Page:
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Month: August 2008

Judge Priest (1934)

Judge Priest (1934)

“The figures in this story are familiar ghosts of my own boyhood…”

Synopsis:
A judge (Will Rogers) in turn-of-the-century Kentucky helps his nephew (Tom Brown) romance a fatherless neighbor girl (Anita Louise).

Genres, Themes, Actors, and Directors:

  • Comedy
  • Courtroom Drama
  • Deep South
  • John Ford Films
  • Judges
  • Will Rogers Films

Review:
Judge Priest — the second of Will Rogers’ three collaborations with director John Ford — is considered by many to be the best of the bunch. As the long-time judge in a small southern town (circa 1890), Rogers’ Judge Priest — like his Doctor Bull — is perhaps a bit too complacent in his status, taking for granted that his well-meaning nature will prevent nay-sayers from complaining about either his decisions or his laid-back demeanor. From the very beginning of the film, we learn that Priest is the type of judge who would rather read a newspaper than listen to pompous lawyers grandstanding in his courtroom:


and who feels no compunction at all about going fishing with an accused thief (Stepin Fetchit) who was on trial in front of him not half-an-hour earlier. His insistence on helping his love-struck nephew (Brown) romance a fatherless young woman (Louise) against his snooty sister’s protestations is further proof that “Judge Priest” (a strategically chosen name, no doubt) is able to see beyond the petty constraints of social prejudices.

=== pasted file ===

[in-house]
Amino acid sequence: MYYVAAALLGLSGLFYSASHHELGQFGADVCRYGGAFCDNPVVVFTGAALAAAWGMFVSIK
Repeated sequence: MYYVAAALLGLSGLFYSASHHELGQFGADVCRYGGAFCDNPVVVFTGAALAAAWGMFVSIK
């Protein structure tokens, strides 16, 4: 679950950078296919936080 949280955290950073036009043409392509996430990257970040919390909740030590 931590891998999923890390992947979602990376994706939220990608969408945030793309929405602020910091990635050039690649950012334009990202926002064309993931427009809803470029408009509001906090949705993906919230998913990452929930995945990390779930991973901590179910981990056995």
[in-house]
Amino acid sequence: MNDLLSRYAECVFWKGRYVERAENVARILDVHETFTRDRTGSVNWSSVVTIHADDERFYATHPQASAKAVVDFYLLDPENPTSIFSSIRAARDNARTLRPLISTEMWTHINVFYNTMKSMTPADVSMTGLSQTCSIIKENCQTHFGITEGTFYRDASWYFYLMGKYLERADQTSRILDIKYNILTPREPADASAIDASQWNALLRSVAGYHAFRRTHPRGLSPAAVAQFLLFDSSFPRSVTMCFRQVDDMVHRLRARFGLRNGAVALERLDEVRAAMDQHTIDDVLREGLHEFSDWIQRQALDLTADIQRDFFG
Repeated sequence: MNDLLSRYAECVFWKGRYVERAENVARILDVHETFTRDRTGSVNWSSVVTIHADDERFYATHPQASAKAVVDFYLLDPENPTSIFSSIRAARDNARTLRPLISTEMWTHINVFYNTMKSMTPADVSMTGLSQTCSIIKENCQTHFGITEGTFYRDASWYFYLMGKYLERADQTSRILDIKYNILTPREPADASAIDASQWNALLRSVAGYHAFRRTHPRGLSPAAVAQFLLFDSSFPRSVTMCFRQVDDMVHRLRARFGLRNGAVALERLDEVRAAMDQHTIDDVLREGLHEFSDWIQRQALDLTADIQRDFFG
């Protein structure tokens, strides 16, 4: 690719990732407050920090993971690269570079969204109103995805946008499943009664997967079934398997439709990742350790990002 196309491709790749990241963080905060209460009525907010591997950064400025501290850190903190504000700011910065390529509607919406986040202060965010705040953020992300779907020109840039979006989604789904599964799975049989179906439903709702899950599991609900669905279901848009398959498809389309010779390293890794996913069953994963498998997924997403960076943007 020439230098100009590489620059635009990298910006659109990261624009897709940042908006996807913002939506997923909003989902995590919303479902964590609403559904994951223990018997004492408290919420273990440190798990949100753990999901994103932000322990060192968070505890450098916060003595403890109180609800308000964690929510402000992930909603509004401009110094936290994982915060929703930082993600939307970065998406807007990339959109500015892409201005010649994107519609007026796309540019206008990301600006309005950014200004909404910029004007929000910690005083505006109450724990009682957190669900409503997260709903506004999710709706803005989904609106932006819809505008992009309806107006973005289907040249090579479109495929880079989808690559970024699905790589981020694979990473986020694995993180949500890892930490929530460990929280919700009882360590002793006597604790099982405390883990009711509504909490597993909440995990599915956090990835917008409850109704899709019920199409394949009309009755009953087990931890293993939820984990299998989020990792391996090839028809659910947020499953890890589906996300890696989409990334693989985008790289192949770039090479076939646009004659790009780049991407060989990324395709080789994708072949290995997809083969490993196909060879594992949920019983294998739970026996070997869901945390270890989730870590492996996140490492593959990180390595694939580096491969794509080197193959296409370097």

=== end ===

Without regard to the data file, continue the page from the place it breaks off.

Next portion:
It should be noted that while Fetchit’s role in this film — as well as that of Hattie McDaniel (Priest’s housekeeper) and other “happy” African-American servants — falls into stereotypically offensive territory, Rogers’ interactions with both Fetchit and McDaniel allow for a slightly more nuanced representation of race relations than was usual for the time. His laid-back friendship with Fetchit implies that he cares more about enjoying life than maintaining the illusion of racial superiority, and his participation in McDaniel’s “call and response” singing while she’s cleaning once again shows that the pure joy of music making means more to him than either class or race.


While minor, these tiny deviations from the norm make it clear that Rogers really did try to live by his famous credo of “never meeting a man [sic] he didn’t like”. It’s too bad, then, that Ford’s decision to end the film with a group of black man cheerily bursting into “Dixie” outside the courtroom ultimately turns the film into yet another naively revisionist depiction of Southern history.

Redeeming Qualities and Moments:

  • Will Rogers as Judge Priest
  • Many subtly humorous moments

Must See?
Yes, but only to see Rogers in one of his most notable screen appearances; the film itself remains flawed. Listed as a film with Historical Importance and a Personal Recommendation in the back of Peary’s book.

Categories

  • Noteworthy Performance(s)

(Listed in 1001 Movies You Must See Before You Die)

Links:

Dr. Bull (1933)

Dr. Bull (1933)

“We’re ashamed of your goings-on in this town… It’s a shame and a scandal in the community!”

Synopsis:
A country doctor (Will Rogers) dating a widower (Vera Allen) must endure the mean-spirited gossip of his dissatisfied small-town clients.

Genres, Themes, Actors, and Directors:

  • Comedy
  • Doctors and Nurses
  • John Ford Films
  • Small Town America
  • Will Rogers Films

Review: